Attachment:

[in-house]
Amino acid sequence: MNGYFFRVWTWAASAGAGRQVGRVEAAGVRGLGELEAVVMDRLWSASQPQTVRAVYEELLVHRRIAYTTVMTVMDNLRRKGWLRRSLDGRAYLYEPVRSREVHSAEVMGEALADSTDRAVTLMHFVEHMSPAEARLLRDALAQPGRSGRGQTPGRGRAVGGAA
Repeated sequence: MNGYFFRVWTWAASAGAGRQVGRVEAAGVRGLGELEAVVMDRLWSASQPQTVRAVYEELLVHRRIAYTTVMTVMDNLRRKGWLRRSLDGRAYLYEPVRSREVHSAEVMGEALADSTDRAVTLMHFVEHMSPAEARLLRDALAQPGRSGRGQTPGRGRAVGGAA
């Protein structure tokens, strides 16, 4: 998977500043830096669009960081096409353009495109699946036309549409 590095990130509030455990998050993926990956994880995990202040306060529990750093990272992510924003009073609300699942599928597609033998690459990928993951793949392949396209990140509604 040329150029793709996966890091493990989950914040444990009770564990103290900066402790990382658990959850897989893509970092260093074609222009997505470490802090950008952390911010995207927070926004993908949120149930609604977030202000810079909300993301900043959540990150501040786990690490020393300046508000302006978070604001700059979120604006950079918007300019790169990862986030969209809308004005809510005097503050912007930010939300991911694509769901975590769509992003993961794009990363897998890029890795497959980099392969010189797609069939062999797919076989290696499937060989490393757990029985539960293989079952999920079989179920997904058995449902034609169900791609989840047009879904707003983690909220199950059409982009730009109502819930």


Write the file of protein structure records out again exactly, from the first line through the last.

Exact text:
[in-house]
Amino acid sequence: MNGYFFRVWTWAASAGAGRQVGRVEAAGVRGLGELEAVVMDRLWSASQPQTVRAVYEELLVHRRIAYTTVMTVMDNLRRKGWLRRSLDGRAYLYEPVRSREVHSAEVMGEALADSTDRAVTLMHFVEHMSPAEARLLRDALAQPGRSGRGQTPGRGRAVGGAA
Repeated sequence: MNGYFFRVWTWAASAGAGRQVGRVEAAGVRGLGELEAVVMDRLWSASQPQTVRAVYEELLVHRRIAYTTVMTVMDNLRRKGWLRRSLDGRAYLYEPVRSREVHSAEVMGEALADSTDRAVTLMHFVEHMSPAEARLLRDALAQPGRSGRGQTPGRGRAVGGAA
């Protein structure tokens, strides 16, 4: 998977500043830096669009960081096409353009495109699946036309549409 590095990130509030455990998050993926990956994880995990202040306060529990750093990272992510924003009073609300699942599928597609033998690459990928993951793949392949396209990140509604 040329150029793709996966890091493990989950914040444990009770564990103290900066402790990382658990959850897989893509970092260093074609222009997505470490802090950008952390911010995207927070926004993908949120149930609604977030202000810079909300993301900043959540990150501040786990690490020393300046508000302006978070604001700059979120604006950079918007300019790169990862986030969209809308004005809510005097503050912007930010939300991911694509769901975590769509992003993961794009990363897998890029890795497959980099392969010189797609069939062999797919076989290696499937060989490393757990029985539960293989079952999920079989179920997904058995449902034609169900791609989840047009879904707003983690909220199950059409982009730009109502819930």